New Progress and Technological Challenges in the Integral Development of the Faja Petrolifera del Orinoco, Venezuela
Published:January 01, 2013
Teófilo Villarroel, Adriana Zambrano, Rolando Garcia, 2013. "New Progress and Technological Challenges in the Integral Development of the Faja Petrolifera del Orinoco, Venezuela", Heavy-oil and Oil-sand Petroleum Systems in Alberta and Beyond, Frances J. Hein, Dale Leckie, Steve Larter, John R. Suter
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The Orinoco oil belt is located along the southern margin of the Eastern Venezuela Basin, parallel to the Orinoco river. The estimated 310 billion bbl of recoverable oil match the oil reserves of Saudi Arabia. The area is divided into four zones that include four projects that convert 8.5 degrees API crude to synthetic crudes of 22 to 32 degrees API at the Jose oil refinery and upgrading complex 200 km (124 mi) to the north. The Faja Petrolífera del Orinoco (FPO or Faja) constitutes the foundation for the future economic and energy development of Venezuela. Currently, Petroleos de Venezuela (PDVSA) is promoting new developments that are based on growth at a technological level. These new developments will promote medium- and long-term autonomy in generating and managing new products based on the experiences that have been obtained in the fields under development by existing joint ventures and in traditional areas. Petroleos de Venezuela-CVP has always maintained that the extra-heavy oil reserve scenario of this area is very promising. This chapter will present positive effects that recent developments are having on the reserve numbers within the area, including the following factors: (1) original reserve estimates have passed the test of time; (2) newly acquired formation-water geochemical and resistivity data are more favorable; (3) risks posed by the existing regional aquifer are less severe than originally believed; and (4) new drilling and completion techniques will have a significant positive impact on developing the huge oil resources located in thin sands of the upper deltaic successions. The objective of this chapter is to analyze the need for incorporating new technology as a crucial aspect in the exploitation of these extra-heavy oils. A general vision of the lessons learned in the areas currently under development in the FPO is presented. This is in addition to an analysis of the critical aspects to be considered in the application of new technologies for the best characterization and development of the existing resources. The analysis incorporates the lessons learned from the geologic and fluid characterization of the existing reservoirs to the enhanced oil-recovery methods applied to date. The results are used to determine which technologies can feasibly be applied in future developments and the impact that these may have on the profitability of these future ventures in the FPO.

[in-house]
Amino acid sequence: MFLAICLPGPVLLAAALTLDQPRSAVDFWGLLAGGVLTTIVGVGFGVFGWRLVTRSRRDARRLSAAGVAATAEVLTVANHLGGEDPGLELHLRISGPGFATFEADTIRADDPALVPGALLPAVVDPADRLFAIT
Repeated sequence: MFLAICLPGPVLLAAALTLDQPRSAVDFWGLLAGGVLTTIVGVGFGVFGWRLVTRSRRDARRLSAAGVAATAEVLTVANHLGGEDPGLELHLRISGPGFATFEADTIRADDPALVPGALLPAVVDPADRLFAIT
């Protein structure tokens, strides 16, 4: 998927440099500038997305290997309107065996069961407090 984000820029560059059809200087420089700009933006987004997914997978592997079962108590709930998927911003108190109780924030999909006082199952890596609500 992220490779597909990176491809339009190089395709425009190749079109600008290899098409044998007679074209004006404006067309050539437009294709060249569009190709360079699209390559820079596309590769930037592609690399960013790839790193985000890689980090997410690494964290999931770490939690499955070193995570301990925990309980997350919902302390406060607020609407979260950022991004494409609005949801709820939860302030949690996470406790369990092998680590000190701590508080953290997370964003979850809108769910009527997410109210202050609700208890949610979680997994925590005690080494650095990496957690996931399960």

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Heavy-oil and Oil-sand Petroleum Systems in Alberta and Beyond
Oil sands, including the Athabasca Oil Sands in northern Alberta, are the second largest hydrocarbon resource on earth. In the last decade, engineering technology has evolved that can now economically produce the bitumen resource in the oil sands. This volume showcases the geology of oil sands from around the world. It highlights the Athabasca Oil sands of northern Alberta and the geochemistry of the associated bitumen resource, but points directionally toward the development of other oil-sand deposits in the world. A novel feature is the ‘case study’ approach. Although much of the perspective is sedimentological and/or stratigraphic, the substance of the book should fine wide appeal to Earth scientists working in all geoscience domains.